One of the most striking aspects of entrepreneurial literature is that so much of it is comprised of stories. One finds only a limited amount of basic research, partly because so much of what we do is a seat-of-your pants, discover-as-you-go-along venture. There is no right path for any individual in any venture. Instead, entrepreneurism is more a culture where stories are handed down, passing on wisdom from generation to generation. And these stories can serve as a guideposts as well as being an inspiration.
Entrepreneurs have been breaking new ground for many centuries. From the earliest inventors and explorers entrepreneurs have been seeking new paths and new solutions for the world of business. Early entrepreneurism was espoused as early as by Horace in ancient Rome and was certainly practiced by the Italian traders in late medieval Italy. The real rise of the commercial entrepreneur began, however, with the industrial revolution.
In America the first entrepreneur to use industrialized manufacturing was Samuel Slater, a British mechanic, who opened the first cotton-spinning mill in 1790. In a sense, since then, entrepreneurism has been the hallmark of American business. It is hard to name a business in the United States today that was not founded as an entrepreneurial venture. Many of these business' histories are an inspiration - and highlight the incredible odds that individuals have overcome to become the businesses that exist today.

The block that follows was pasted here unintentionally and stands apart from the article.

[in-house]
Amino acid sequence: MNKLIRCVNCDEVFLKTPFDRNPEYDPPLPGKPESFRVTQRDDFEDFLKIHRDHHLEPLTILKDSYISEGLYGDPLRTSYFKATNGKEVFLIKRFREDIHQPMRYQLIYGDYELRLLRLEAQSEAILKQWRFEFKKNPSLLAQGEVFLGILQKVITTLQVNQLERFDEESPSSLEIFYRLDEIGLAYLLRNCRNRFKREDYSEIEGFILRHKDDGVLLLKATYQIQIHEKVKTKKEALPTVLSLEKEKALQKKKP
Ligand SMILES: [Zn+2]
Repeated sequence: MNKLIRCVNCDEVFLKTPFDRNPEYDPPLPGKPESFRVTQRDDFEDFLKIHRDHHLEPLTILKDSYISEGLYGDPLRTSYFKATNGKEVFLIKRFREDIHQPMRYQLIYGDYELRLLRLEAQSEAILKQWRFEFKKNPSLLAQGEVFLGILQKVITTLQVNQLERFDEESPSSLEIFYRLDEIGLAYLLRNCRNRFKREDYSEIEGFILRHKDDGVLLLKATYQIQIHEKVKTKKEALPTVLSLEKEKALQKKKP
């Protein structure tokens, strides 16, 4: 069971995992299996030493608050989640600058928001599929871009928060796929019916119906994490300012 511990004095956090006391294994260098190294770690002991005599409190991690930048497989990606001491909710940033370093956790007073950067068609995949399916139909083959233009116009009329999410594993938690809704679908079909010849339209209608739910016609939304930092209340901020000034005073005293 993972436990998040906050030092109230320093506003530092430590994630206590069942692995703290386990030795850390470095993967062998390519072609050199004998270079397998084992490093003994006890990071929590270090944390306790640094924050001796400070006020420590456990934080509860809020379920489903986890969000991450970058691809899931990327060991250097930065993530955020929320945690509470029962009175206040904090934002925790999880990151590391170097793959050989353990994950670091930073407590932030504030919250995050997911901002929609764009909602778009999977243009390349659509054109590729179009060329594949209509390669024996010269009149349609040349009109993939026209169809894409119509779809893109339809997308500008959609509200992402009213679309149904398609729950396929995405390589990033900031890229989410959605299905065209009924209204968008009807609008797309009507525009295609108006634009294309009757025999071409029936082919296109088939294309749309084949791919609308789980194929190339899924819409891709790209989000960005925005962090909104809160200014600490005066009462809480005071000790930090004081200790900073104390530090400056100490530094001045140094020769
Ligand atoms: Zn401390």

Here are a few stories from our contemporaries about how they have gone about starting and making a success of their businesses:
Business Incubation as a Profit Making Venture
An interview with an entrepreneur that successfully runs a profit-making business incubator.
Changing the Game in Auto Repairs
The entrepreneurial story of JoeAuto and its quest to revolutionize the auto repair business with online service.
A Junk Idea!
Brian Scudmore has made a name for himself in, of all things, junk. He shares the inside story of his success with us in this fascinating feature on his business, 1-800-GOTJUNK?
Planning as a Business
Tim Berry, President of Palo Alto Software, shares his thoughts about the "hurdles" of planning and running a planning business.
Entrepreneurial sports exploits with robots.
If you have a story you would like to add to our archive, feel free to contact the editor. Sharing your story is a great way to let the rest of the world know more about your business.